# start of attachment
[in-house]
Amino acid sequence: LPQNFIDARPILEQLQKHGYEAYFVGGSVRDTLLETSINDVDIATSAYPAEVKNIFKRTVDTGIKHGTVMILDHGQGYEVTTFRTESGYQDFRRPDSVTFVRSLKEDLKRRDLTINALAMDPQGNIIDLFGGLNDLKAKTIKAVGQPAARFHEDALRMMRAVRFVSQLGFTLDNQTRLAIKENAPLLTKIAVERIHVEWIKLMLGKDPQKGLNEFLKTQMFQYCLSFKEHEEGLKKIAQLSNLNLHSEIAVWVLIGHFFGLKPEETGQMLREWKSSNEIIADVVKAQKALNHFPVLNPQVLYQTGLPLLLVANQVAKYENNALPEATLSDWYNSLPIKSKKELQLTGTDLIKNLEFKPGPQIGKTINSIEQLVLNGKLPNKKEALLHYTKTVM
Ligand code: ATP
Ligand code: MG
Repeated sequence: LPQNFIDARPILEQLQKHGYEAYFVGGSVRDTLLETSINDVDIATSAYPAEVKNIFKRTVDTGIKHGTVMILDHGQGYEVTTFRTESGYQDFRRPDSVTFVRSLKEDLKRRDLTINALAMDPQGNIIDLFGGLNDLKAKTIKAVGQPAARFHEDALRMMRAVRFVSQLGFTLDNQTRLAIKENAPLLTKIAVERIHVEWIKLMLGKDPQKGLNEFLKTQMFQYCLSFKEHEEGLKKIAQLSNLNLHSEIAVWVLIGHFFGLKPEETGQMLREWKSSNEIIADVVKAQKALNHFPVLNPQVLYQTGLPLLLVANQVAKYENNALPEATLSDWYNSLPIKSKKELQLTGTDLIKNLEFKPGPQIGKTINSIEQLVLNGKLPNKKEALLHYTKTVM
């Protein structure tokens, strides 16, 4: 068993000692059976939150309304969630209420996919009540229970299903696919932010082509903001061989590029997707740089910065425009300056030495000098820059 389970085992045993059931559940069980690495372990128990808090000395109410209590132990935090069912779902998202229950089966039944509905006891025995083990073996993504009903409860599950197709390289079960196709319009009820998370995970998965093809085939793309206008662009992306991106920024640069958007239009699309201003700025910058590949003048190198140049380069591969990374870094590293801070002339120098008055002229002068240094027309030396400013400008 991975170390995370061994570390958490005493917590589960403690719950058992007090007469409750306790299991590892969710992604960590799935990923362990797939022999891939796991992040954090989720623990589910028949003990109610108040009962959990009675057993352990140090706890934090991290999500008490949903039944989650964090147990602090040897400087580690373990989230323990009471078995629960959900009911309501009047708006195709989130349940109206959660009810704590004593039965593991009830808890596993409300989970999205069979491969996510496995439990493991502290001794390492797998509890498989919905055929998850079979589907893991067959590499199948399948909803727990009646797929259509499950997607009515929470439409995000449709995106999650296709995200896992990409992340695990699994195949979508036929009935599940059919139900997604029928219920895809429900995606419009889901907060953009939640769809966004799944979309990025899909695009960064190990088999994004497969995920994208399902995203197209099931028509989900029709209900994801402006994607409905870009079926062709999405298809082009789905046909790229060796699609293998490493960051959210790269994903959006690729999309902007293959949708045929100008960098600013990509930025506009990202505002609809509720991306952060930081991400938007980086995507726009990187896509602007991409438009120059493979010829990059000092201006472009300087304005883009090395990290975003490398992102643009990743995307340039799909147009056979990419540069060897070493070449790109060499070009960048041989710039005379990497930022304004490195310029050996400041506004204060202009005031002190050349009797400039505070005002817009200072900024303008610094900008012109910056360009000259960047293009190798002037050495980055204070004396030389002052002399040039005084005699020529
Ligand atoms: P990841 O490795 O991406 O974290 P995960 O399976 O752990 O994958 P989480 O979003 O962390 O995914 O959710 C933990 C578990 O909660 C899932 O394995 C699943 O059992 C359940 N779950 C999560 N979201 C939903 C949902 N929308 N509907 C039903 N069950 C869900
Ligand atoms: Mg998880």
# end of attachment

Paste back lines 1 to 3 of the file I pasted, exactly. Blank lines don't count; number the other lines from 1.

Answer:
[in-house]
Amino acid sequence: LPQNFIDARPILEQLQKHGYEAYFVGGSVRDTLLETSINDVDIATSAYPAEVKNIFKRTVDTGIKHGTVMILDHGQGYEVTTFRTESGYQDFRRPDSVTFVRSLKEDLKRRDLTINALAMDPQGNIIDLFGGLNDLKAKTIKAVGQPAARFHEDALRMMRAVRFVSQLGFTLDNQTRLAIKENAPLLTKIAVERIHVEWIKLMLGKDPQKGLNEFLKTQMFQYCLSFKEHEEGLKKIAQLSNLNLHSEIAVWVLIGHFFGLKPEETGQMLREWKSSNEIIADVVKAQKALNHFPVLNPQVLYQTGLPLLLVANQVAKYENNALPEATLSDWYNSLPIKSKKELQLTGTDLIKNLEFKPGPQIGKTINSIEQLVLNGKLPNKKEALLHYTKTVM
Ligand code: ATP